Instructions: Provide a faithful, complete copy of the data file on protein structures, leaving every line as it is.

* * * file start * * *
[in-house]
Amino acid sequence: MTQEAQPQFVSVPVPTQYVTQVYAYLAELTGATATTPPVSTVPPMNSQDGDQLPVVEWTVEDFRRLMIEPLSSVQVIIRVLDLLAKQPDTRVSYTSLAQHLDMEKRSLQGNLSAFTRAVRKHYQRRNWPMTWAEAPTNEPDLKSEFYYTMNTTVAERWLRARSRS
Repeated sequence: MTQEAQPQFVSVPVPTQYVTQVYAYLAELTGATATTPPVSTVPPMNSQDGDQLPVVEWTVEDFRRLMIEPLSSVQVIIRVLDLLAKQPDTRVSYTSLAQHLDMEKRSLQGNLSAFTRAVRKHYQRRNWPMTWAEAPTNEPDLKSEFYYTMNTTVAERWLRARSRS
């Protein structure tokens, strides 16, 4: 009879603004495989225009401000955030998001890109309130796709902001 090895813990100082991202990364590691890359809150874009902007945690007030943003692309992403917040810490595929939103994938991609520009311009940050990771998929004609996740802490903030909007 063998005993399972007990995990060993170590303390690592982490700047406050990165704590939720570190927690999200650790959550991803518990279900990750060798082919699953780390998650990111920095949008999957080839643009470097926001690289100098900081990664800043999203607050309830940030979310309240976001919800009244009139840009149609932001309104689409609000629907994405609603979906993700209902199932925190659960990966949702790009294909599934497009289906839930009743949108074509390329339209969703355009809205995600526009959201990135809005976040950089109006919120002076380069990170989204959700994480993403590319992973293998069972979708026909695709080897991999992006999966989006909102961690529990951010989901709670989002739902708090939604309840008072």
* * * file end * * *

[in-house]
Amino acid sequence: MTQEAQPQFVSVPVPTQYVTQVYAYLAELTGATATTPPVSTVPPMNSQDGDQLPVVEWTVEDFRRLMIEPLSSVQVIIRVLDLLAKQPDTRVSYTSLAQHLDMEKRSLQGNLSAFTRAVRKHYQRRNWPMTWAEAPTNEPDLKSEFYYTMNTTVAERWLRARSRS
Repeated sequence: MTQEAQPQFVSVPVPTQYVTQVYAYLAELTGATATTPPVSTVPPMNSQDGDQLPVVEWTVEDFRRLMIEPLSSVQVIIRVLDLLAKQPDTRVSYTSLAQHLDMEKRSLQGNLSAFTRAVRKHYQRRNWPMTWAEAPTNEPDLKSEFYYTMNTTVAERWLRARSRS
């Protein structure tokens, strides 16, 4: 009879603004495989225009401000955030998001890109309130796709902001 090895813990100082991202990364590691890359809150874009902007945690007030943003692309992403917040810490595929939103994938991609520009311009940050990771998929004609996740802490903030909007 063998005993399972007990995990060993170590303390690592982490700047406050990165704590939720570190927690999200650790959550991803518990279900990750060798082919699953780390998650990111920095949008999957080839643009470097926001690289100098900081990664800043999203607050309830940030979310309240976001919800009244009139840009149609932001309104689409609000629907994405609603979906993700209902199932925190659960990966949702790009294909599934497009289906839930009743949108074509390329339209969703355009809205995600526009959201990135809005976040950089109006919120002076380069990170989204959700994480993403590319992973293998069972979708026909695709080897991999992006999966989006909102961690529990951010989901709670989002739902708090939604309840008072």